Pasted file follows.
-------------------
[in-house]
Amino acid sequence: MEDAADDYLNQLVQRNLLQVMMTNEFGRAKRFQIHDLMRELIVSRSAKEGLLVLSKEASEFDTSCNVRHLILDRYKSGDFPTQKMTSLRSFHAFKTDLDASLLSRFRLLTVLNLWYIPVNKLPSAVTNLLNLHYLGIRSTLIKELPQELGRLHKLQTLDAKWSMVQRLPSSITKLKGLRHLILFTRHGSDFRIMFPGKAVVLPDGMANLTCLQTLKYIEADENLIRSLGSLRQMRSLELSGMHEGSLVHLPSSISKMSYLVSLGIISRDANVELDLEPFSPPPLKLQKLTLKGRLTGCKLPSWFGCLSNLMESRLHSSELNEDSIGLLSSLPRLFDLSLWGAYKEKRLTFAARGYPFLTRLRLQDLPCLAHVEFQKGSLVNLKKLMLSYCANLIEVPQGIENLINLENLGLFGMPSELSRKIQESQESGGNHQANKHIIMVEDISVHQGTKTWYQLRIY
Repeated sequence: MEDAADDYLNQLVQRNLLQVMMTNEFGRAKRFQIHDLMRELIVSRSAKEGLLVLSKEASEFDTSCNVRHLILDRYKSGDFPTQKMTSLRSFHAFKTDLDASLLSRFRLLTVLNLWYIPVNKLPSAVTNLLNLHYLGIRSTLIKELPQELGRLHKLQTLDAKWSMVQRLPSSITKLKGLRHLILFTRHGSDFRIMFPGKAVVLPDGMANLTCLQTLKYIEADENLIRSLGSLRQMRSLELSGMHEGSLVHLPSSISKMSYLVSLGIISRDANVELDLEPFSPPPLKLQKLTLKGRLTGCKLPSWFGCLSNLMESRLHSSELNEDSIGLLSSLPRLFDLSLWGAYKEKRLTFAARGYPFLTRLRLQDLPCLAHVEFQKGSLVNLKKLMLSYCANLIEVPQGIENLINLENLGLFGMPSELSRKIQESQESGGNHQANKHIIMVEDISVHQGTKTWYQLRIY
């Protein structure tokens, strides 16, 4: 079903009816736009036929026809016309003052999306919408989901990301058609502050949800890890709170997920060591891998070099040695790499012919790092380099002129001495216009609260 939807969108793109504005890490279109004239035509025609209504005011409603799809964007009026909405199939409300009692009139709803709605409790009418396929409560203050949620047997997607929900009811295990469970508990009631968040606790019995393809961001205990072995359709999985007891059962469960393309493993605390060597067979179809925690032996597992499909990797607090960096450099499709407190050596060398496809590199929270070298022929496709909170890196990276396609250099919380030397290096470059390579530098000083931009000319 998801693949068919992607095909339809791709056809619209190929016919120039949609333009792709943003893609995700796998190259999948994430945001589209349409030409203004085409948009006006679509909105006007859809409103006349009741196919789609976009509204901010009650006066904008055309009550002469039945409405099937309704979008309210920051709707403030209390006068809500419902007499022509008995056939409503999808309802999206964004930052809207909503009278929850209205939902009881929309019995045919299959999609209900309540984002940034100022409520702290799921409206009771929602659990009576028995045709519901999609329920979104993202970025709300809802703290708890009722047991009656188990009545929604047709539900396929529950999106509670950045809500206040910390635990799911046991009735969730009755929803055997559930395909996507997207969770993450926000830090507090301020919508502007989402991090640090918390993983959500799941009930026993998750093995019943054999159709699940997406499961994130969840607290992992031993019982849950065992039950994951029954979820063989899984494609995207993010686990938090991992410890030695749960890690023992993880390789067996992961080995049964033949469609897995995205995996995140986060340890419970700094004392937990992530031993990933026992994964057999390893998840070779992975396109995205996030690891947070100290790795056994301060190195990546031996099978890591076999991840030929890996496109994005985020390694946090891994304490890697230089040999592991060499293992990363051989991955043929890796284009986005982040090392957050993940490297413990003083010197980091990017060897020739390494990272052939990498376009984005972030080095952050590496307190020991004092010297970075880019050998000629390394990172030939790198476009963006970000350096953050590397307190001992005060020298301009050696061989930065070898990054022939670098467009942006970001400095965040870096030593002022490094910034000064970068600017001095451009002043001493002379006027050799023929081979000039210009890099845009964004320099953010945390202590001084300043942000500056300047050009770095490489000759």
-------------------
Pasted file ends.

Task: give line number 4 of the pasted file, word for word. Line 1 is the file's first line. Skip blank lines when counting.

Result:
């Protein structure tokens, strides 16, 4: 079903009816736009036929026809016309003052999306919408989901990301058609502050949800890890709170997920060591891998070099040695790499012919790092380099002129001495216009609260 939807969108793109504005890490279109004239035509025609209504005011409603799809964007009026909405199939409300009692009139709803709605409790009418396929409560203050949620047997997607929900009811295990469970508990009631968040606790019995393809961001205990072995359709999985007891059962469960393309493993605390060597067979179809925690032996597992499909990797607090960096450099499709407190050596060398496809590199929270070298022929496709909170890196990276396609250099919380030397290096470059390579530098000083931009000319 998801693949068919992607095909339809791709056809619209190929016919120039949609333009792709943003893609995700796998190259999948994430945001589209349409030409203004085409948009006006679509909105006007859809409103006349009741196919789609976009509204901010009650006066904008055309009550002469039945409405099937309704979008309210920051709707403030209390006068809500419902007499022509008995056939409503999808309802999206964004930052809207909503009278929850209205939902009881929309019995045919299959999609209900309540984002940034100022409520702290799921409206009771929602659990009576028995045709519901999609329920979104993202970025709300809802703290708890009722047991009656188990009545929604047709539900396929529950999106509670950045809500206040910390635990799911046991009735969730009755929803055997559930395909996507997207969770993450926000830090507090301020919508502007989402991090640090918390993983959500799941009930026993998750093995019943054999159709699940997406499961994130969840607290992992031993019982849950065992039950994951029954979820063989899984494609995207993010686990938090991992410890030695749960890690023992993880390789067996992961080995049964033949469609897995995205995996995140986060340890419970700094004392937990992530031993990933026992994964057999390893998840070779992975396109995205996030690891947070100290790795056994301060190195990546031996099978890591076999991840030929890996496109994005985020390694946090891994304490890697230089040999592991060499293992990363051989991955043929890796284009986005982040090392957050993940490297413990003083010197980091990017060897020739390494990272052939990498376009984005972030080095952050590496307190020991004092010297970075880019050998000629390394990172030939790198476009963006970000350096953050590397307190001992005060020298301009050696061989930065070898990054022939670098467009942006970001400095965040870096030593002022490094910034000064970068600017001095451009002043001493002379006027050799023929081979000039210009890099845009964004320099953010945390202590001084300043942000500056300047050009770095490489000759």